The history of Louit Frères

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The history of Louit Frères

The fundamental milestones of the brand’s history



Paul Louit established a small company in Bordeaux to market food products, which through the efforts of his descendants would become the mustard and chocolate manufacturer Louit Frères (in English, Louit Brothers), the largest industry in South West France.


Louit Frères mustard, which even then was distributed in a jar that is very similar to today’s jar and which was also produced in the varieties that are still marketed today – Dijon (strong), Diaphane (savoury), and Dilora (mild) – was by this time distributed throughout France and was unanimously recognized as the best on the market.


At the end of World War I, the Louit Frères company began a more extensive distribution of its mustards, which were marketed in practically all of northern Italy. Besides their deliciousness, Louit Frères products were appreciated for their refined, elegant, and well-made packaging.


During the war, due to the difficulty of procuring raw materials, the Louit Frères company abandoned the production of chocolate. The licensed production of the mustards was transferred to Aromateria Italiana Radaelli located in Santa Margherita Ligure in the Province of Genoa, with the raw materials imported from France though.


After consolidating their position as the leader in the mustard market, Louit Frères (with headquarters in Milan and production facility in Vercelli) undertook the development of a complete line of preserved vegetable-based foods. A couple of the first products, which are still greatly appreciated even today, were Seasoned Gherkins and Moscatelli Pickles.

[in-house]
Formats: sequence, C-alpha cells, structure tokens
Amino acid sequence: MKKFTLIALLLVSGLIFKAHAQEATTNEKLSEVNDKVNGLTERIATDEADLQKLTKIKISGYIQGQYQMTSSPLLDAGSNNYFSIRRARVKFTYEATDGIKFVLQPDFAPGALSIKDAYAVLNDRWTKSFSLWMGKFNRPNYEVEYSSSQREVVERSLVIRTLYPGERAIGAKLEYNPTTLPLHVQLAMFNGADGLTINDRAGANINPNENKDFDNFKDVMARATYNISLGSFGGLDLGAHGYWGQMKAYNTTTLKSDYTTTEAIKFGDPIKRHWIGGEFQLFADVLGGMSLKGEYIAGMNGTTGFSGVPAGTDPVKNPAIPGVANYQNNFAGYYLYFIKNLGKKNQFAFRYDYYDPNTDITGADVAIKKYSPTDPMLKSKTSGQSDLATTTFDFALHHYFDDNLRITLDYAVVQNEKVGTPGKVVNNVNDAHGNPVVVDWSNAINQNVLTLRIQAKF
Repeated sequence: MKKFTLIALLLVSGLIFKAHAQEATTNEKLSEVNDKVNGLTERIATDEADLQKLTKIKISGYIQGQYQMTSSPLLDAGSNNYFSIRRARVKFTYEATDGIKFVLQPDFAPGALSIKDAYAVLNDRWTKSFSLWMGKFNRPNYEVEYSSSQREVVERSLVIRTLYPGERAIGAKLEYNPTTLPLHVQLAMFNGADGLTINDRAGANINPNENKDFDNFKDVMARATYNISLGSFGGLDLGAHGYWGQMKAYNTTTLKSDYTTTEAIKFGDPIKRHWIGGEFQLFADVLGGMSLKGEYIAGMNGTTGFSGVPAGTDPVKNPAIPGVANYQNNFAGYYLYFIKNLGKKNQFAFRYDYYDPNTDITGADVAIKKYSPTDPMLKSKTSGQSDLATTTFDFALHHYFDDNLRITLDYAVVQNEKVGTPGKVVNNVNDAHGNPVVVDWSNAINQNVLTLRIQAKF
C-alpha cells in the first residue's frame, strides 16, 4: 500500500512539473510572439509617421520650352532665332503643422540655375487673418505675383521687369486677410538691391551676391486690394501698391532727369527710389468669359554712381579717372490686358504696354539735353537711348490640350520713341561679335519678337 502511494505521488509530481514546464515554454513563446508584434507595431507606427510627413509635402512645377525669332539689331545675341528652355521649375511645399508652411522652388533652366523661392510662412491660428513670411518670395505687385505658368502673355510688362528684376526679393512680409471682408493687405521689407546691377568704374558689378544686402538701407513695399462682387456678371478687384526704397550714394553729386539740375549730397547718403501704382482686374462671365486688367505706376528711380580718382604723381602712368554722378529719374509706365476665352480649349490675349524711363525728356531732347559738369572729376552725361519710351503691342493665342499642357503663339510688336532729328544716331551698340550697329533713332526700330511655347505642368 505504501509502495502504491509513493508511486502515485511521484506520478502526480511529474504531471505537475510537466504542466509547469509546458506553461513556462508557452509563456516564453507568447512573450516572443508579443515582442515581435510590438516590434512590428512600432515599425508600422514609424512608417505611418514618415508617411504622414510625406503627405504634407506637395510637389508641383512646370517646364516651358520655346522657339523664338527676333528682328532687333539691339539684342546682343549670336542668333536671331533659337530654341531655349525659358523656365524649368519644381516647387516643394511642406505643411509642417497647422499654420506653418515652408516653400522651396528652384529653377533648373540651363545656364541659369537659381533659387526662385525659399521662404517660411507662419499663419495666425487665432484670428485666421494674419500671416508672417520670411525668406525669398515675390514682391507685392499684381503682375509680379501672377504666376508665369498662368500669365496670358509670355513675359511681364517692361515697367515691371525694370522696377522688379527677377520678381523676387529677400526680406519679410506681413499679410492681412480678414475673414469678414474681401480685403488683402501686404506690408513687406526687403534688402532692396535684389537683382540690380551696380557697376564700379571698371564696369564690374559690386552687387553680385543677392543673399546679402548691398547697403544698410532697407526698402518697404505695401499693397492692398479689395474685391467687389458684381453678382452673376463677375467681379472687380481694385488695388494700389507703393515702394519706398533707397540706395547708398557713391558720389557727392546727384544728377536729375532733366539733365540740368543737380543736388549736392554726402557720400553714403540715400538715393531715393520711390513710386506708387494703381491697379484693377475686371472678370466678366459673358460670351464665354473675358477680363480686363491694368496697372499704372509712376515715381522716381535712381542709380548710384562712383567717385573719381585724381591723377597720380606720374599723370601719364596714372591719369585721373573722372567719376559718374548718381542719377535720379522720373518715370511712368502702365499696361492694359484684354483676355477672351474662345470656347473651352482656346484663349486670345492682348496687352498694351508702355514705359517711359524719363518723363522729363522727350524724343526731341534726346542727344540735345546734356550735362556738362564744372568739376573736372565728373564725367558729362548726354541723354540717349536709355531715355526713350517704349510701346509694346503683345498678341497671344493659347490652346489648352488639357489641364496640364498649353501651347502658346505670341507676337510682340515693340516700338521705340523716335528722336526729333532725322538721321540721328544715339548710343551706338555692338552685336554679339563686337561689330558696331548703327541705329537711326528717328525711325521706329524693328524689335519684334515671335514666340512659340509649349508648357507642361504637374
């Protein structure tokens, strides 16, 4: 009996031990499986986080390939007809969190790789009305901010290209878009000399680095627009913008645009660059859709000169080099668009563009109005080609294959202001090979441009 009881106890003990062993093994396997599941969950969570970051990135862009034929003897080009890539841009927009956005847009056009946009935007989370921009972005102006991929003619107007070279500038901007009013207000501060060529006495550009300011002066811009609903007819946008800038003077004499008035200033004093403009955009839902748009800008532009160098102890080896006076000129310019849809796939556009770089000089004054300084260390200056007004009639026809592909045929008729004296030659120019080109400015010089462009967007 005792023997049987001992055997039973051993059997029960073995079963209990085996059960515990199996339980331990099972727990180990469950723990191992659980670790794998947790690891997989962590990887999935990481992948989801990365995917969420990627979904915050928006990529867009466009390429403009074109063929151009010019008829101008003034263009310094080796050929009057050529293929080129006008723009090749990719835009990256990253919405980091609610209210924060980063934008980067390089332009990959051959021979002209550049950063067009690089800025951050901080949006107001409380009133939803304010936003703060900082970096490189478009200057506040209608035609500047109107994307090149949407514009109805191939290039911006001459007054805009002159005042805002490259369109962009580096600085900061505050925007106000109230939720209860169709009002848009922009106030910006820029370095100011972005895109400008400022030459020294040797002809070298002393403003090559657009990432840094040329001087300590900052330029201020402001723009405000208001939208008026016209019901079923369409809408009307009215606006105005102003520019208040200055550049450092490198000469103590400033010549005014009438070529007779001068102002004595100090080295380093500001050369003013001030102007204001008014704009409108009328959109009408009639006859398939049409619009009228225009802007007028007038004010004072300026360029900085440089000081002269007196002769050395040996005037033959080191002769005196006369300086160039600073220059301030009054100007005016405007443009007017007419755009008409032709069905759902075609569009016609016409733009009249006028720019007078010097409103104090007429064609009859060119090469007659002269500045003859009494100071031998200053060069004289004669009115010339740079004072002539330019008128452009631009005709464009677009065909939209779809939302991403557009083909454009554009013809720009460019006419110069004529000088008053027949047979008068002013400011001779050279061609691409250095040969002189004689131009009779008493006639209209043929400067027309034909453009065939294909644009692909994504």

While the product range continued to be completed with traditional products – such as Kalamon Black Olives, Superior Quality Vinegar, and Olive Paste – the mustards line also received a new addition: Rôtisseur Mustard (Whole Grain).


At this point the Louit Frères product range represented one of Berni’s most prestigious brands; its headquarters and production facility were located in Gragnano Trebbiense in the province of Piacenza.


On February 6, 2013 an agreement was signed with the company Pucci S.r.l. to acquire the following brands: Berni, Condiriso, Condipasta, Carciofotto, and Louit Frères.

Pucci is a well-organized company that has been operating in the food industry for more than 80 years. It possesses a production structure consisting of two facilities with more than 30,000 m² of covered floor space with 8 production lines that are able to satisfy every requirement, producing sizes from 106 grams up to industrial packages of 10 kg in glass jars, plastic containers, and tinplate containers.

This acquisition allowed Pucci to include a prestigious historical brand like Louit Frères in its range of food products.

Louit Frères products are processed in a traditional manner, and its mustards are produced using raw materials imported from the region where the long history of Louit Frères products began almost 200 years ago.